We are also concerned that in considering the reasons why Peay was discharged the judge refused to hear evidence that other employees, not affiliated with the Union, were dismissed for a reason allegedly similar to the one assigned by the company with respect to this union adherent. After Mrs. Burkoff had been allowed to testify that she had terminated "about four" employees for insubordination, she was asked whether she could identify them. Thereafter ensued a colloquy between the administrative law judge and company counsel. The judge indicated that he would not permit going into the circumstances of the discharge of other employees "at length" and having them called as witnesses, and also indicated that Mrs. Burkoff's statement that "four employees were terminated for insubordination" would stand. Counsel for the company apparently acquiesced in the ruling and made no further proffer. Ex.App. 100. That sort of evidence goes to whether the company departed from its customary practice in discharging union adherents, which goes to the question of invidious motivation. The evidence supporting the Board's decision that Peay's discharge was for union activity was very strong. There was, indeed, so much of it that the administrative law judge summarized the factors he took into account and the summary comes to one-half page of his decision.1 Because the evidence is very strong and because of counsel's apparent acquiescence to the ruling cutting off further development of the facts with respect to the alleged termination for insubordination of other employees, we think the error does not invalidate the proceedings. But it would have been better practice for the administrative law judge to have permitted testimony, albeit briefly, as to the conduct of the other employees said to have occasioned discharge for insubordination.
In a nonjury trial, whether in the district court or before an administrative law judge, little harm can result from the reception of evidence that could perhaps be excluded. This is so because the judge, trial or administrative, is presumably competent to screen out and disregard what he thinks he should not have heard, or to discount it for practical and sensible reasons. On the other hand, to exclude that which is competent and relevant by mechanistic application of an exclusionary rule is exceedingly dangerous to the administrative or trial process and may well result in vacating the judgment or order on procedural due process grounds.
It has long been settled2 that an appellate court will not reverse a judgment in a nonjury case because of the admission of incompetent evidence, unless all of the competent evidence is insufficient to support the judgment or unless it affirmatively appears that the incompetent evidence induced the court to make an essential finding which would not otherwise have been made. Builders Steel Co. v. Commissioner of Internal Revenue, 179 F.2d 377 (8th Cir. 1950). See 2B W. Barron & A. Holtzoff, Federal Practice and Procedure § 972 (Wright ed. 1961).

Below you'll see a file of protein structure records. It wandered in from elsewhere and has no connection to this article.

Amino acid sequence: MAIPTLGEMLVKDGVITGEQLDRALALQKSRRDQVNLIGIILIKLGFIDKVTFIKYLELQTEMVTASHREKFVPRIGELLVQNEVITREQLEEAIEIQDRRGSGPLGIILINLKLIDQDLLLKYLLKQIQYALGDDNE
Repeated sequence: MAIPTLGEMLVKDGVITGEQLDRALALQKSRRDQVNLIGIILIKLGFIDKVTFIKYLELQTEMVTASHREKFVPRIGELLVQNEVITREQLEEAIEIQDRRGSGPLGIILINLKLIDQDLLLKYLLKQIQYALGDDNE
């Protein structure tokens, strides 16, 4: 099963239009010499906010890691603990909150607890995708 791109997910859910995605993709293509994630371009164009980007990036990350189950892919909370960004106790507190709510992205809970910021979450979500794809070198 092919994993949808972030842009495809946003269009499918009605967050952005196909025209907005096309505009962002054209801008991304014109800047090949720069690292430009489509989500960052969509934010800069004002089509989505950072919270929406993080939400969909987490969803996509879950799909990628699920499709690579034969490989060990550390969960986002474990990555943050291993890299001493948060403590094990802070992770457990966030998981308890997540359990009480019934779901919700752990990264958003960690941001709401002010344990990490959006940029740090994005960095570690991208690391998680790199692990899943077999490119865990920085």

Professor Wright tells us that "(t)he attitude now governing has been strongly stated by Judge Sanborn: 'In the trial of a nonjury case, it is virtually impossible for a trial judge to commit reversible error by receiving incompetent evidence, whether objected to or not.' " 2B W. Barron & A. Holtzoff, supra, at 268.
The appellate courts have taken a similarly critical view of exclusionary rulings by administrative agencies. Samuel H. Moss, Inc. v. FTC, 148 F.2d 378, 380 (2d Cir.), cert. denied, 326 U.S. 734, 66 S.Ct. 44, 90 L.Ed. 438 (1945). Thus, we strongly advise administrative law judges: if in doubt, let it in.
We have carefully considered the other issues presented by the employer and find them without merit.
We hold that substantial evidence on the record as a whole supports the Board's findings that the nursing home violated § 8(a)(1) by threatening employees with layoffs if they voted for the Union, and by coercively interrogating employees about union activities and conducting an espionage campaign. We hold that the nursing home violated §§ 8(a)(3) and (1) of the Act by discharging employees Wilma Peay and Vera Owens. For the reasons stated, we also hold that the nursing home violated §§ 8(a)(5) and (1) of the Act by refusing to recognize the Union as majority representative of its employees and that a bargaining order was not inappropriate to effectuate the policies of the Act.
The following is an excerpt from the administrative law judge's "Conclusions":
My decision on the question of Peay's discharge is based, inter alia, upon the following considerations in summary: (1) Peay's unguarded leadership activities on behalf of the Union. (2) Burkoff's hostile reaction upon finding Peay attended the Board representation hearing on April 21, and her expressed belief that Peay was a paid union organizer. (3) Burkoff's use of Connor as an espionage agent, and his invasion and violation of Peay's confidence in obtaining and reporting to Burkoff on Peay's union conduct, including the remark in question critical of Burkoff. (4) The fact that on April 29 Connor was engaged with Peay in a two-party conversation, purportedly overheard from a distance by two employees who were not called to testify. (5) Connor's written report to Burkoff on April 29, pointing to Peay as a "rabble-rouser" and as a dedicated proponent of the Union, while quoting Peay as stating she had heard Burkoff is a crook. (6) The essential nature of Peay's remark regarding Burkoff. It was made in limited reference to the reliability of the Union's financial statements given to Connor by Burkoff for campaign propaganda. It appears as an offhand comment by an obviously unsophisticated domestic-type worker. It was not articulated for general circulation and, in my opinion, was not uttered with intended or understood malice against Burkoff personally. (7) Burkoff decided summarily to discharge Peay before confronting her, Connor's protests notwithstanding that he did not intend such a result and that it was wrong. And Connor was told he had to back her up; "administrators have to stick together."
Jt. App. 49.
Innumerable decisions are collected in West's Modern Federal Practice Digest under the k "Courts" 406.6(8)(i), Cases tried without jury, 15 Modern Federal Practice Digest 466